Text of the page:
Sister of shooter among Ohio dead, say police officials - GulfToday

Sister of shooter among Ohio dead, say police officials


A woman reacts at the site of a mass shooting where 20 people lost their lives at a Walmart in El Paso, Texas, on Sunday. Reuters

The gunman in the US city of Dayton killed his own sister in the rampage that left a total of nine people dead, police said on Sunday.

Megan Betts, 22, the sister of gunman Connor Betts, is among the fatalities in the shooting outside a bar in Dayton in the wee hours of Sunday, assistant police chief Matt Carper said.

Authorities say Connor Betts was killed by police less than a minute after he started shooting a .223-caliber rifle into the streets of a popular Dayton nightlife area around 1am on Sunday.


Mourners gather at a vigil following a nearby mass shooting in Dayton, Ohio, on Sunday. AP

They say his 22-year-old sister, Megan, was the youngest of the deceased victims, who were all killed in the same area. The others were adults ranging in age from 25 to 57.

Mayor Nan Whaley says Betts was wearing body armor and had additional high-capacity magazines. Investigators haven't publicly discussed a possible motive. It was the second US mass shooting in less than 24 hours.

President Donald Trump is ordering flags at half-staff in remembrance of the victims of two mass shootings in less than a day, which killed at least 29 people. A proclamation released by the White House on Sunday says the nation shares "in the pain and suffering of all those who were injured in these two senseless attacks."

The United States was in mourning on Sunday for victims of two mass shootings as debate raged over whether Trump's rhetoric was partly to blame for surging gun violence.

The rampages turned innocent snippets of everyday life into nightmares of bloodshed: 20 people shot dead while shopping at a crowded Walmart in El Paso, Texas on Saturday morning, and nine more outside a bar in a popular nightlife district in Dayton, Ohio just 13 hours later.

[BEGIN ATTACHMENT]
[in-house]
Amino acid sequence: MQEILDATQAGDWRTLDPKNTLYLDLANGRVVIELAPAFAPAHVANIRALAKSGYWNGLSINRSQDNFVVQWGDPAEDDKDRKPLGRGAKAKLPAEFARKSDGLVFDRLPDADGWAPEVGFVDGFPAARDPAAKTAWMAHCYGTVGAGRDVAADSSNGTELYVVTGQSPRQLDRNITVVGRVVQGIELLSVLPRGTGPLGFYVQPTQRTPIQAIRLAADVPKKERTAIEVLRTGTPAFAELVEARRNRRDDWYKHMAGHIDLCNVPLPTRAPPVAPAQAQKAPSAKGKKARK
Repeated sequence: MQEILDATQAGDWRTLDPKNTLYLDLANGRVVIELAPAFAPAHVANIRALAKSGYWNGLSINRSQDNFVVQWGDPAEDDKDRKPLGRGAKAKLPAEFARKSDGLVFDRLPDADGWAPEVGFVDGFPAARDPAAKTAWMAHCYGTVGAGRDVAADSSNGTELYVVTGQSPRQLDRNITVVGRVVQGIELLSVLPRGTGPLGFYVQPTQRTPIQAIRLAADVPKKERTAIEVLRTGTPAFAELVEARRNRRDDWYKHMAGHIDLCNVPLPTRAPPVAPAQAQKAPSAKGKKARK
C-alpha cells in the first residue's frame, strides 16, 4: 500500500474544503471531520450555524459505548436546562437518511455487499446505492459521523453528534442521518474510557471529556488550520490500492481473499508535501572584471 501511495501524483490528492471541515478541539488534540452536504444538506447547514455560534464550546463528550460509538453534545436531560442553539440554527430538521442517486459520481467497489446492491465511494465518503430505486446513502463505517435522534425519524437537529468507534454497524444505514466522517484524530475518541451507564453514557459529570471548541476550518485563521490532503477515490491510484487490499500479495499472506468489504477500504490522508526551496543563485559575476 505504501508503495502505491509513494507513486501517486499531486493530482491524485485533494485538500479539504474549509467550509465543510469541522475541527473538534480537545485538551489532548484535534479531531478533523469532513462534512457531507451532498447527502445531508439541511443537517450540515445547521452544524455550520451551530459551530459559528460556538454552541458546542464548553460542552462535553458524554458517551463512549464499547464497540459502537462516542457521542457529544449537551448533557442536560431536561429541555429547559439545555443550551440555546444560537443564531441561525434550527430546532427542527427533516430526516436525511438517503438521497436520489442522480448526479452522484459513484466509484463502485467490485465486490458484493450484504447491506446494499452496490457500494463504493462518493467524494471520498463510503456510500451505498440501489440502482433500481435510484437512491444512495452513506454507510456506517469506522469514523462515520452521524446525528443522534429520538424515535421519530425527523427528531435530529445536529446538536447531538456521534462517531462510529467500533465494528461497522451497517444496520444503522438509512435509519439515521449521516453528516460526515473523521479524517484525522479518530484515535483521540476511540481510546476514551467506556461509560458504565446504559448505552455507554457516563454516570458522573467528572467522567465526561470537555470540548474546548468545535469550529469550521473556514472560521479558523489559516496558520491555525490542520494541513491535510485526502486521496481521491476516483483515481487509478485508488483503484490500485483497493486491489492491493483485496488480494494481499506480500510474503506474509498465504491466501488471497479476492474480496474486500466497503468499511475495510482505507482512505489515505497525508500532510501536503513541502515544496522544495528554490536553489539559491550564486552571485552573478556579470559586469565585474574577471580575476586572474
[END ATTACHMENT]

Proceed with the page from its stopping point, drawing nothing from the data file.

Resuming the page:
Mourner Amanda Luke holds a sign at vigil following a mass shooting in Dayton, Ohio. AP

In Texas another 26 people were wounded, and 27 in Ohio. In Dayton, the shooter, armed with a long gun, was killed by police in less than a minute. They just happened to be nearby and prevented a casualty toll that could have been many times greater, local officials said.

Still, in those few seconds the shooter managed to mow down dozens of people.

"You could see the bodies actually start to fall and we knew it was bigger than just even a shoot-out," Anthony Reynolds, who was outside the Dayton bar when the shooting started, told NBC News.

Reynolds described the shooter as a white man dressed all in black, with his face covered and armed with an assault rifle.

Police later named the gunman as a 24-year-old white man called Connor Betts and said that his sister was among those killed.

In Texas, a suspect surrendered shortly after the massacre and was described in media reports as a 21-year-old white man named Patrick Crusius who was believed to have posted online a manifesto denouncing a "Hispanic invasion" of Texas. El Paso, on the border with Mexico, is majority Latino.

Shooter 'very confident'

Prosecutors in Texas said they would seek the death penalty, and a federal official said that investigators are treating the El Paso shooting as a case of domestic terrorism.

As the country stood aghast over its latest spasm of gun violence, Trump ordered flags flown at half mast for five days.
At the Walmart, terrified shoppers cowered in aisles or ran out of the store as gunfire echoed.

Vanessa Saenz, a Walmart shopper, said the El Paso shooter was wearing a black T-shirt, cargo pants and ear protectors. She said it looked like he was "dancing."


Edie Hallberg cries while speaking to police outside a Walmart store as she looks for her missing mother. AFP

People near the shooter became cornered, and Saenz said she recalls him raising his rifle, aiming at them and shooting.
"The one thing I'll never forget is the way he walked into Walmart, very confident. He was on a mission and that's when it hit me," Saenz told ABC News Radio.

On Twitter Trump described the El Paso attack as "an act of cowardice." On Sunday morning he tweeted again saying "God bless the people of El Paso Texas. God bless the people of Dayton, Ohio."

But critics hit hard at Trump, saying his custom of speaking in derogatory terms about immigrants is pushing hatred of foreigners into the political mainstream and encouraging white supremacist thinking that encourages violence.

"To pretend that his administration and the hateful rhetoric it spreads doesn't play a role in the kind of violence that we saw yesterday in El Paso is ignorant at best and irresponsible at worst," said the Southern Poverty Law Center, a major civil rights group.


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